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2017 wasn’t a great year for the wind turbines 

Credit:  By Shelby Lindrud on Jan 10, 2018 | West Central Tribune | www.wctrib.com ~~

WILLMAR – Last year wasn’t the best year for the Willmar wind turbines. Major malfunctions caused the turbines to be out of commission for long periods of time during the second half of 2017, reducing the amount of power they were able to produce.

In 2017 the turbines generated 6,526,179 kilowatt-hours of power, 100,000 fewer than the year before.

“That is lower than the previous three years. It is a bit disappointing,” said Jerron Smith, staff electrical engineer at Monday’s Willmar Municipal Utilities Commission meeting.

John Harren, general manager of Willmar Municipal Utilities, said in a later interview with the Tribune, that he also hopes the city’s wind turbines will soon be back up and running.

There have been hydraulic system breakdowns in Turbine No. 4 for the past few months, and now the hydrological computer board in the turbine needs to be replaced.

“It has all been the same issue,” Harren said.

Turbine No. 3 had issues with a control software malfunction, but it has been running at pretty much top availability since October.

“They’ve been down due to equipment malfunction,” Harren said.

Unfortunately, finding parts for the turbines can be a challenge since they were constructed outside of the United States. If a new computer board needs to be manufactured for the Turbine 4, it could be weeks before it is spinning again, Harren said.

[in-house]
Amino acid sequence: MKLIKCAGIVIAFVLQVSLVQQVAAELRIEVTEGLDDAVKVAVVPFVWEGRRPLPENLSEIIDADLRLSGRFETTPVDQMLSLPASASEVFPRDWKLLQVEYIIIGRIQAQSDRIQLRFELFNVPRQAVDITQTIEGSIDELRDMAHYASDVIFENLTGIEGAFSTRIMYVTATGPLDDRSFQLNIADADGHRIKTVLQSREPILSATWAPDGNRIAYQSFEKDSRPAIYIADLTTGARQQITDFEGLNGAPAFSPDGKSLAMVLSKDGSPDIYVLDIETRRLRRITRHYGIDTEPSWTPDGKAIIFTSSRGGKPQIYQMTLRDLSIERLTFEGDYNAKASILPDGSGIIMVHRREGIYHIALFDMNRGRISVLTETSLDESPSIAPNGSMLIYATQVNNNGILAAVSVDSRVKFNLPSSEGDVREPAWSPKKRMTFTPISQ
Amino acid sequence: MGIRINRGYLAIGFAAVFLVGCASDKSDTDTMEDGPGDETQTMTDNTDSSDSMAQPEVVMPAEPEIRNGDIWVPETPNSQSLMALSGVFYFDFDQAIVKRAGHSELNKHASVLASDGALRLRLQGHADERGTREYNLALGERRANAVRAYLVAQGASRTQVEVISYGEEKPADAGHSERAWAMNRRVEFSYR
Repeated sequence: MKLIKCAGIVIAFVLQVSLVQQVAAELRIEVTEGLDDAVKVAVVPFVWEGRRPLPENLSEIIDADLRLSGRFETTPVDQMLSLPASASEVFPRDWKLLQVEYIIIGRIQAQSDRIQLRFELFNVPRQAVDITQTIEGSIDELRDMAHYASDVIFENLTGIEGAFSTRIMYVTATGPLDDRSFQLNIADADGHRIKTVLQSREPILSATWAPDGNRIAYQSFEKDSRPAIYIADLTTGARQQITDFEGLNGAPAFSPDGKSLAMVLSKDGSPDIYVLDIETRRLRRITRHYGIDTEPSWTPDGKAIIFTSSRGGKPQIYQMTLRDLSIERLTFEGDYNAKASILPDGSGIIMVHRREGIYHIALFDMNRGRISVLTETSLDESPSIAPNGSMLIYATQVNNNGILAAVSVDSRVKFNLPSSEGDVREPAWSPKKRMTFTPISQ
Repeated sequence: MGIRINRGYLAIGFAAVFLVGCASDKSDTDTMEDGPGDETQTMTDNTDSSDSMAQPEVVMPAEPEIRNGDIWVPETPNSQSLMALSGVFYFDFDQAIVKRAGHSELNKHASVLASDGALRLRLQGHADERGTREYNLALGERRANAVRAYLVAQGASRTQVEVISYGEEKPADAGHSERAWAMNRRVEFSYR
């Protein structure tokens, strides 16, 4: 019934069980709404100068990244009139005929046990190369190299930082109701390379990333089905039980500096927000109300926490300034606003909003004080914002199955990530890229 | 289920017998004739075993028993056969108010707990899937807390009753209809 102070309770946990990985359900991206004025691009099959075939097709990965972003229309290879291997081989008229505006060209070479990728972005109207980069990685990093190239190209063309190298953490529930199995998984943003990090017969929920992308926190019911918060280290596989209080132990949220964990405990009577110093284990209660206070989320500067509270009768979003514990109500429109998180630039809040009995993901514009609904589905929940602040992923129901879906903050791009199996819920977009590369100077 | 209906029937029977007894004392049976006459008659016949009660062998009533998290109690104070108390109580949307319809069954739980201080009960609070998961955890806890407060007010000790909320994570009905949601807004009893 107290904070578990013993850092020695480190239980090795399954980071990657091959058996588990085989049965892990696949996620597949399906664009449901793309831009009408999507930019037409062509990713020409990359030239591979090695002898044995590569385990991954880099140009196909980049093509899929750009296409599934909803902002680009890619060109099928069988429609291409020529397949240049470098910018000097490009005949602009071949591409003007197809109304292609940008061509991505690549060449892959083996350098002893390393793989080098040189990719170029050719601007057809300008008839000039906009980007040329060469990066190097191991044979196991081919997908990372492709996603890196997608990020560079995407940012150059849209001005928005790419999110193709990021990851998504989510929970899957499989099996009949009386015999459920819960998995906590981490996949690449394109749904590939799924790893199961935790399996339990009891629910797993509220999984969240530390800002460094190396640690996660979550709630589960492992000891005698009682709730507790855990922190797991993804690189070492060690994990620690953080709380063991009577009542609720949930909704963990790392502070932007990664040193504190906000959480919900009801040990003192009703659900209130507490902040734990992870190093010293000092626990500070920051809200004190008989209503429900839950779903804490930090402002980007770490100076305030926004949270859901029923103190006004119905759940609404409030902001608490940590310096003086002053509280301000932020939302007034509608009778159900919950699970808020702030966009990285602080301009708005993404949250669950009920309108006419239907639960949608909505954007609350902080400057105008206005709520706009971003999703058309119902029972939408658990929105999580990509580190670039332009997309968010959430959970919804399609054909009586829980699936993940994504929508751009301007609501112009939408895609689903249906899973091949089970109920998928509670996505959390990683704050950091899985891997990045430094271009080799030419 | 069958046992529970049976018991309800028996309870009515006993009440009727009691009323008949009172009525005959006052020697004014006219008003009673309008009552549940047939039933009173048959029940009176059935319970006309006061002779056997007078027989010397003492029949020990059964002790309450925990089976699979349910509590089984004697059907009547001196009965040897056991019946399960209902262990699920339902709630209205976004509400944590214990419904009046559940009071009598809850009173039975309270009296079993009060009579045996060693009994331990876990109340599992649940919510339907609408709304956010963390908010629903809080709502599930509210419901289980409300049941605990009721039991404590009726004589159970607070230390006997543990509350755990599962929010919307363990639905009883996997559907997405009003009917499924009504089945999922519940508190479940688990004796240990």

Even with the current issues, Harren feels the turbines are still a good addition to the utilities.

“They have been meeting expectations the last three years,” Harren said.

Source:  By Shelby Lindrud on Jan 10, 2018 | West Central Tribune | www.wctrib.com

This article is the work of the source indicated. Any opinions expressed in it are not necessarily those of National Wind Watch.

The copyright of this article resides with the author or publisher indicated. As part of its noncommercial educational effort to present the environmental, social, scientific, and economic issues of large-scale wind power development to a global audience seeking such information, National Wind Watch endeavors to observe “fair use” as provided for in section 107 of U.S. Copyright Law and similar “fair dealing” provisions of the copyright laws of other nations. Send requests to excerpt, general inquiries, and comments via e-mail.

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